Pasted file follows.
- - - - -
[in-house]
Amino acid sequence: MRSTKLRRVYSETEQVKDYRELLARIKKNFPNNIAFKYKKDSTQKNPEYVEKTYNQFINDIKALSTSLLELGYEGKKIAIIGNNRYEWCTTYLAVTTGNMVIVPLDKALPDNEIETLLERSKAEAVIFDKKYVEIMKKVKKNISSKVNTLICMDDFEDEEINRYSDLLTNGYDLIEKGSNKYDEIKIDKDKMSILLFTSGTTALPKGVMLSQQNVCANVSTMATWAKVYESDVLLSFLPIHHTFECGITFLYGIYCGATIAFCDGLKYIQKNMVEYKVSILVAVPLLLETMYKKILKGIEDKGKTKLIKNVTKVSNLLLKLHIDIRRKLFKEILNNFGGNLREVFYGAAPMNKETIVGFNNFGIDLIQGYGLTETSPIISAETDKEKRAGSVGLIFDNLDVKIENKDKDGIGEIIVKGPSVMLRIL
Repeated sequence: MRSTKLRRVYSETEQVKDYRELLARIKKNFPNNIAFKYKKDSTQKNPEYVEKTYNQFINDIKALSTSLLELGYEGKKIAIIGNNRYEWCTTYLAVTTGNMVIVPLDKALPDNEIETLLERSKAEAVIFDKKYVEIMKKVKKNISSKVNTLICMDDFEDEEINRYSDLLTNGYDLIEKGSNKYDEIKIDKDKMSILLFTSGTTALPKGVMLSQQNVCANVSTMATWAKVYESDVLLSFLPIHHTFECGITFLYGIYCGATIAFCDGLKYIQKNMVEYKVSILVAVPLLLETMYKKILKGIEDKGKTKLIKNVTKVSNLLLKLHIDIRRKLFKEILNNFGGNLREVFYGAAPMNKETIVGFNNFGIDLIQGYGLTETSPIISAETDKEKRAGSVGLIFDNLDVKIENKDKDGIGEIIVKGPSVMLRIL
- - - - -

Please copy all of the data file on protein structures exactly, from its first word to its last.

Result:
[in-house]
Amino acid sequence: MRSTKLRRVYSETEQVKDYRELLARIKKNFPNNIAFKYKKDSTQKNPEYVEKTYNQFINDIKALSTSLLELGYEGKKIAIIGNNRYEWCTTYLAVTTGNMVIVPLDKALPDNEIETLLERSKAEAVIFDKKYVEIMKKVKKNISSKVNTLICMDDFEDEEINRYSDLLTNGYDLIEKGSNKYDEIKIDKDKMSILLFTSGTTALPKGVMLSQQNVCANVSTMATWAKVYESDVLLSFLPIHHTFECGITFLYGIYCGATIAFCDGLKYIQKNMVEYKVSILVAVPLLLETMYKKILKGIEDKGKTKLIKNVTKVSNLLLKLHIDIRRKLFKEILNNFGGNLREVFYGAAPMNKETIVGFNNFGIDLIQGYGLTETSPIISAETDKEKRAGSVGLIFDNLDVKIENKDKDGIGEIIVKGPSVMLRIL
Repeated sequence: MRSTKLRRVYSETEQVKDYRELLARIKKNFPNNIAFKYKKDSTQKNPEYVEKTYNQFINDIKALSTSLLELGYEGKKIAIIGNNRYEWCTTYLAVTTGNMVIVPLDKALPDNEIETLLERSKAEAVIFDKKYVEIMKKVKKNISSKVNTLICMDDFEDEEINRYSDLLTNGYDLIEKGSNKYDEIKIDKDKMSILLFTSGTTALPKGVMLSQQNVCANVSTMATWAKVYESDVLLSFLPIHHTFECGITFLYGIYCGATIAFCDGLKYIQKNMVEYKVSILVAVPLLLETMYKKILKGIEDKGKTKLIKNVTKVSNLLLKLHIDIRRKLFKEILNNFGGNLREVFYGAAPMNKETIVGFNNFGIDLIQGYGLTETSPIISAETDKEKRAGSVGLIFDNLDVKIENKDKDGIGEIIVKGPSVMLRIL